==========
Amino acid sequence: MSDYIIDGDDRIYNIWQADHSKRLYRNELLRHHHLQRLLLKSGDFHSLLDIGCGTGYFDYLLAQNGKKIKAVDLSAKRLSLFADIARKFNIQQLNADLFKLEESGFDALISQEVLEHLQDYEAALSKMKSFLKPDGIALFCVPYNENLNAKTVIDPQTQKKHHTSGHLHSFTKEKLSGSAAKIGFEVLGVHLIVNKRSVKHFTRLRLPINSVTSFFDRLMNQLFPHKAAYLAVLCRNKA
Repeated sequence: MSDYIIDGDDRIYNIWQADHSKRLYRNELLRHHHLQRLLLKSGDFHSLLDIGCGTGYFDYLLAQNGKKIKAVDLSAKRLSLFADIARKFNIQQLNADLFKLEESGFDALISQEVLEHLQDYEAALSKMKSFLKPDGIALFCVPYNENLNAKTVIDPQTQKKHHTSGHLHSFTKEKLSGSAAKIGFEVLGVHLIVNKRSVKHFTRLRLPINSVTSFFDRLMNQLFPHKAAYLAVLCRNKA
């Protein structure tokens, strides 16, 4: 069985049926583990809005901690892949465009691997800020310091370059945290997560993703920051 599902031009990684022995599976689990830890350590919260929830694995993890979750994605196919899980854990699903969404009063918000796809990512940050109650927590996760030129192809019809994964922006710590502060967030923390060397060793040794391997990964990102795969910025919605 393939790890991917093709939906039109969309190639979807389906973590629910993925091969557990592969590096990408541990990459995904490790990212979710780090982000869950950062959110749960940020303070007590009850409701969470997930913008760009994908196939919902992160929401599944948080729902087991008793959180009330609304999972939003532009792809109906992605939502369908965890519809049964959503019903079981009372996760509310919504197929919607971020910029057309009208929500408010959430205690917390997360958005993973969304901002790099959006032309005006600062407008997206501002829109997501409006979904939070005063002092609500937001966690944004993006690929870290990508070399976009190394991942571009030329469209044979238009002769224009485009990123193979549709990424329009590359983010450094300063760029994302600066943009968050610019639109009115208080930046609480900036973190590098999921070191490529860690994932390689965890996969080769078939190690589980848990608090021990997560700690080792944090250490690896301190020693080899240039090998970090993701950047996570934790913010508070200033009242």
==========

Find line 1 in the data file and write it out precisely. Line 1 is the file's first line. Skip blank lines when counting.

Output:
Amino acid sequence: MSDYIIDGDDRIYNIWQADHSKRLYRNELLRHHHLQRLLLKSGDFHSLLDIGCGTGYFDYLLAQNGKKIKAVDLSAKRLSLFADIARKFNIQQLNADLFKLEESGFDALISQEVLEHLQDYEAALSKMKSFLKPDGIALFCVPYNENLNAKTVIDPQTQKKHHTSGHLHSFTKEKLSGSAAKIGFEVLGVHLIVNKRSVKHFTRLRLPINSVTSFFDRLMNQLFPHKAAYLAVLCRNKA